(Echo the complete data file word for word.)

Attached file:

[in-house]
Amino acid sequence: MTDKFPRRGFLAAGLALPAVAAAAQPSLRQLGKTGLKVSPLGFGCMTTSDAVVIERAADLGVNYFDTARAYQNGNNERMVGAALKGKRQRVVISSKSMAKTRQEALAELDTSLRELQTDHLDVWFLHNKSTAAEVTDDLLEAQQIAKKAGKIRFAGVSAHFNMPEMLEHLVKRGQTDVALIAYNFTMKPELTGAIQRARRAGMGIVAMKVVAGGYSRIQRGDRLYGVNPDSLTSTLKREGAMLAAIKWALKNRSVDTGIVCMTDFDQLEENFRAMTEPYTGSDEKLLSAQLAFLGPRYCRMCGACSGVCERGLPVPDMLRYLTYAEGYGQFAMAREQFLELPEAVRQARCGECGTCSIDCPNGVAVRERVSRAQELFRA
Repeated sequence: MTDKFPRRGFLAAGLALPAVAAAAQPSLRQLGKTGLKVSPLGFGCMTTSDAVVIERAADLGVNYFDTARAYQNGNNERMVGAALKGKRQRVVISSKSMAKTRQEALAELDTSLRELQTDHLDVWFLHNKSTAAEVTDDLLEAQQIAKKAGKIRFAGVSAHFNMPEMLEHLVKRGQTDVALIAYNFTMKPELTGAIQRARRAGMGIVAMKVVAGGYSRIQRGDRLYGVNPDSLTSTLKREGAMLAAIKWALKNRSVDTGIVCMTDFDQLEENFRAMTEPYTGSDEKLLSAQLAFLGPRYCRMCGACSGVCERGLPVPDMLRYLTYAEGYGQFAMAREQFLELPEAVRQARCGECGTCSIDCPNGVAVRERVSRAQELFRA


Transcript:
[in-house]
Amino acid sequence: MTDKFPRRGFLAAGLALPAVAAAAQPSLRQLGKTGLKVSPLGFGCMTTSDAVVIERAADLGVNYFDTARAYQNGNNERMVGAALKGKRQRVVISSKSMAKTRQEALAELDTSLRELQTDHLDVWFLHNKSTAAEVTDDLLEAQQIAKKAGKIRFAGVSAHFNMPEMLEHLVKRGQTDVALIAYNFTMKPELTGAIQRARRAGMGIVAMKVVAGGYSRIQRGDRLYGVNPDSLTSTLKREGAMLAAIKWALKNRSVDTGIVCMTDFDQLEENFRAMTEPYTGSDEKLLSAQLAFLGPRYCRMCGACSGVCERGLPVPDMLRYLTYAEGYGQFAMAREQFLELPEAVRQARCGECGTCSIDCPNGVAVRERVSRAQELFRA
Repeated sequence: MTDKFPRRGFLAAGLALPAVAAAAQPSLRQLGKTGLKVSPLGFGCMTTSDAVVIERAADLGVNYFDTARAYQNGNNERMVGAALKGKRQRVVISSKSMAKTRQEALAELDTSLRELQTDHLDVWFLHNKSTAAEVTDDLLEAQQIAKKAGKIRFAGVSAHFNMPEMLEHLVKRGQTDVALIAYNFTMKPELTGAIQRARRAGMGIVAMKVVAGGYSRIQRGDRLYGVNPDSLTSTLKREGAMLAAIKWALKNRSVDTGIVCMTDFDQLEENFRAMTEPYTGSDEKLLSAQLAFLGPRYCRMCGACSGVCERGLPVPDMLRYLTYAEGYGQFAMAREQFLELPEAVRQARCGECGTCSIDCPNGVAVRERVSRAQELFRA